Upon opening for the first time in 1922, B. C. Graham Elementary saw 193 pupils come through its doors, to be taught by a total of eight teachers and the Principal, Miss Lillian Gwin. By the end of the first two months, the enrollment had grown to an average of 259 students!

Miss Gwin served as Principal of B. C. Graham Elementary from 1922-1948. Following her as Principal were Hortense Mintz, Laura Ellen Weeks, Jean Patrick, Dr. Whitney, Philip Bondi, James Pardo, Kathy Coto, Bonnye Taylor, Mrs. Valenti, Sherry Orr, and our current Principal, Sharron Doyle, who has served at B. C. Graham since 2009.

Tree-lined sidewalk at B. C. Graham School at 2915 Massachusetts Avenue and West Street, brick front facade, Dec. 16, 1922.  Burgert Bros. photo commissioned by M. Leo Elliot, from the Tampa-Hillsborough Co. Public Library Coop.

Image courtesy of P. Estrada




The Gates family reunion, circa 1900 photo below was provided by Louis Edwin Gates, Jr., son of Louis Edwin Gates and Mary Virginia Hefner, to Sally E. Tait Quinn, granddaughter of Louis Edwin Gates and Mary V. Hefner Gates, who then provided it for use here.

A world of thanks to all the Gates family members who made this image possible here.
Place your cursor on the photo to identify family members

Picture taken in front of Rev. Edward Franklin Gates' home in Manatee, circa 1900, now East Bradenton, Florida. 
Terms of relationship in quotes ("Grandma," "Uncle," etc.) are what Louis Edwin Gates called them; he provided the photo and names, and was grandson of #1 and 2.

Children of Rev. E. F. Gates & Euphemia Hubbard Gates are in red.

  1. Rev. Edward Franklin Gates "Grandpa" (son of Josiah Gates, first settler in the Manatee/Bradenton settlement).
. Euphemia (Feemie) Hubbard Gates "Grandma". 
. Samuel Chaires Gates "Uncle Sammy", son of 1 and 2.
Lula Curry Gates "Aunt Lula", first wife of 3. 
Roy Gates, son of 3 and 4  

Sally Gates Graham, "Aunt Sally", daughter of 1 and 2, wife of 7.  
Benjamin C. Graham, "Uncle Ben".  
Katy Graham (later Dickens), daughter of 6 and 7.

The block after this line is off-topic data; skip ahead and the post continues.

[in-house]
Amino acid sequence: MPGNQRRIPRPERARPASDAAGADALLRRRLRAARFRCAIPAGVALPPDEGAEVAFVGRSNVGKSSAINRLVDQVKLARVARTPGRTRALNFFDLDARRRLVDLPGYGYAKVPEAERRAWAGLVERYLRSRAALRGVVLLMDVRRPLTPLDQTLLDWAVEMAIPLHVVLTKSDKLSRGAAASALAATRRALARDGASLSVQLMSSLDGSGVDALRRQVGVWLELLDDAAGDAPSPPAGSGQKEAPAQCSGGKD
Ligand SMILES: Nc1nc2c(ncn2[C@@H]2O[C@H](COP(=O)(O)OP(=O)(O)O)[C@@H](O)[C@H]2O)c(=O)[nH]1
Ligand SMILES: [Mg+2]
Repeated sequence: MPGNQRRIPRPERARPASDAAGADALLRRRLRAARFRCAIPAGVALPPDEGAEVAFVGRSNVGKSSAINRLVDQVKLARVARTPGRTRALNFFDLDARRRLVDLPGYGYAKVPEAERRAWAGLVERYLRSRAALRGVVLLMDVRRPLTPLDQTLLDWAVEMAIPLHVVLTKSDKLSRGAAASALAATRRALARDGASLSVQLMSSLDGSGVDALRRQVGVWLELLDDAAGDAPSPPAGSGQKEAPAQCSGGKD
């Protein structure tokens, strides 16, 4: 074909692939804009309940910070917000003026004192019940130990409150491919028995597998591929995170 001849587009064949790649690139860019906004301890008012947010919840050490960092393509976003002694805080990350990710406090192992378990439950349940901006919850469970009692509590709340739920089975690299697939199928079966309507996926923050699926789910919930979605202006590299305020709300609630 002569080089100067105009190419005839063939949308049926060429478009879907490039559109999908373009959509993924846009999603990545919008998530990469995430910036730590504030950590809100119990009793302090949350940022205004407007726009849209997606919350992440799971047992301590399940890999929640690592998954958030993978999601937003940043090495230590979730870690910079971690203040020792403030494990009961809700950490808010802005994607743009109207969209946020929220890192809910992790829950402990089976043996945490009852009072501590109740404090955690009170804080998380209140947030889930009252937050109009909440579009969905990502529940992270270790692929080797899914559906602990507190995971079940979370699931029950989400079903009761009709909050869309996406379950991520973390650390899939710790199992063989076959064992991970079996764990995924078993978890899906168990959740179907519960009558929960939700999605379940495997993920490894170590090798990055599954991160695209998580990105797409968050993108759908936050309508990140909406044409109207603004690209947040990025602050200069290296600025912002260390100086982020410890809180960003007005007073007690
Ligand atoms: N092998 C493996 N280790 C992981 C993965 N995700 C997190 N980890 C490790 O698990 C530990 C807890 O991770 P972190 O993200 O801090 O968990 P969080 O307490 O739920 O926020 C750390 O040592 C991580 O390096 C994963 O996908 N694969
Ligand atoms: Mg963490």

9. Bertha Graham (later Anderson), daughter of 6 and 7.
10. Robin Graham (later Sutton), daughter of 6 and 7.  
Gladys Graham, never married, daughter of 6 and 7. 
Annie Laurie Graham, (later Allgood), daughter of 6 and 7.
Rev. Edward Josiah Gates, "Uncle Eddie", son of 1 and 2.
14. Esther Rebecca Wartmann, first wife of 13.  
Dr. Hubbard Gates, my papa, son of 1 and 2. 
Lilla Corbett Gates, my mama, first wife of 15. 
Olin Edward Gates, my oldest brother, son of 15 and 16.
Ralph V. Gates, my second oldest brother, son of 15 and 16.
19. Laurie Gates, "Uncle Laurie" (later marr. Pearl) son of 1 and 2.
20. Josiah Olin Gates (later married Bertha Alice Stetler), Son of 1 and 2.
21. Chester Gates (infant obscured, on lap of 14), baby of 13 and 14.  

I (Louis Edwin Gates) was born in 1902 and my youngest brother, Kyle was born ~1905.

The information above is the result of slight modifications (on Oct. 16, 2009) by Louis E. Gates, Jr. from what his father originally provided.  The photo was provided by Louis Edwin Gates, Jr., son of Louis Edwin Gates and Mary Virginia Hefner, to Sally E. Tait Quinn, granddaughter of Louis Edwin Gates and Mary V. Hefner Gates, who then provided it for use here.

A world of thanks to all the Gates family members who made this image possible here.

B. C. Graham family from  Genealogical Record of the Descendants of Col. Alexander McAllister, of Cumberland County, N. C ... by David Smith McAllister



Owing to the disastrous freeze of 1895, the plan of Supt. Buchholz to erect a brick building for the High School had to be postponed. Accordingly, the school was taught for one year in the old Baptist Church on the corner of Twiggs and Tampa Streets.